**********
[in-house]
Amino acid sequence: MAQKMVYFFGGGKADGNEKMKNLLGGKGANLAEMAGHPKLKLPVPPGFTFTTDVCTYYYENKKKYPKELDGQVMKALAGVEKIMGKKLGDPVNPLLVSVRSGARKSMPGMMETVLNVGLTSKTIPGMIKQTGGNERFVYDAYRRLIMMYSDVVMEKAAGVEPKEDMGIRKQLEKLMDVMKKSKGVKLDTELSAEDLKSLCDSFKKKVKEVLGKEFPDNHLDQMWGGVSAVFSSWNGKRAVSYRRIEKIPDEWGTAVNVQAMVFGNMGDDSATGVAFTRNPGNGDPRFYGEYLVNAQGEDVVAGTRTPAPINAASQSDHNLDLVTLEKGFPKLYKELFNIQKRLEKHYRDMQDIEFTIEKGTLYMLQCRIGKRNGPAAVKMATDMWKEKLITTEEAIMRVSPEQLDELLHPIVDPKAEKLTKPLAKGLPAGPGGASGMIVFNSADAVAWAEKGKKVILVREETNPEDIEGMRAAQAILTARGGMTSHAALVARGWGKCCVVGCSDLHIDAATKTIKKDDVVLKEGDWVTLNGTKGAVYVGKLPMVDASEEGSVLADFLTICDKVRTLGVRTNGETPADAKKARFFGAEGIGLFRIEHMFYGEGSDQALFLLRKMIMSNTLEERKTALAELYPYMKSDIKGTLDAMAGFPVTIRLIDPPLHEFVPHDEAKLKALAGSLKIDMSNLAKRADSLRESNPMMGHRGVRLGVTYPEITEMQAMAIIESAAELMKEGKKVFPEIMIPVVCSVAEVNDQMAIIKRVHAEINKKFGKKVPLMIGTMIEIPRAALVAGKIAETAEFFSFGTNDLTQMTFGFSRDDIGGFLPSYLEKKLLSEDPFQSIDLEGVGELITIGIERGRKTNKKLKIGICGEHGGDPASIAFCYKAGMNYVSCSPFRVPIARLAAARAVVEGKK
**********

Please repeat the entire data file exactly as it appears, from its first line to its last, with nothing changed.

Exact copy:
[in-house]
Amino acid sequence: MAQKMVYFFGGGKADGNEKMKNLLGGKGANLAEMAGHPKLKLPVPPGFTFTTDVCTYYYENKKKYPKELDGQVMKALAGVEKIMGKKLGDPVNPLLVSVRSGARKSMPGMMETVLNVGLTSKTIPGMIKQTGGNERFVYDAYRRLIMMYSDVVMEKAAGVEPKEDMGIRKQLEKLMDVMKKSKGVKLDTELSAEDLKSLCDSFKKKVKEVLGKEFPDNHLDQMWGGVSAVFSSWNGKRAVSYRRIEKIPDEWGTAVNVQAMVFGNMGDDSATGVAFTRNPGNGDPRFYGEYLVNAQGEDVVAGTRTPAPINAASQSDHNLDLVTLEKGFPKLYKELFNIQKRLEKHYRDMQDIEFTIEKGTLYMLQCRIGKRNGPAAVKMATDMWKEKLITTEEAIMRVSPEQLDELLHPIVDPKAEKLTKPLAKGLPAGPGGASGMIVFNSADAVAWAEKGKKVILVREETNPEDIEGMRAAQAILTARGGMTSHAALVARGWGKCCVVGCSDLHIDAATKTIKKDDVVLKEGDWVTLNGTKGAVYVGKLPMVDASEEGSVLADFLTICDKVRTLGVRTNGETPADAKKARFFGAEGIGLFRIEHMFYGEGSDQALFLLRKMIMSNTLEERKTALAELYPYMKSDIKGTLDAMAGFPVTIRLIDPPLHEFVPHDEAKLKALAGSLKIDMSNLAKRADSLRESNPMMGHRGVRLGVTYPEITEMQAMAIIESAAELMKEGKKVFPEIMIPVVCSVAEVNDQMAIIKRVHAEINKKFGKKVPLMIGTMIEIPRAALVAGKIAETAEFFSFGTNDLTQMTFGFSRDDIGGFLPSYLEKKLLSEDPFQSIDLEGVGELITIGIERGRKTNKKLKIGICGEHGGDPASIAFCYKAGMNYVSCSPFRVPIARLAAARAVVEGKK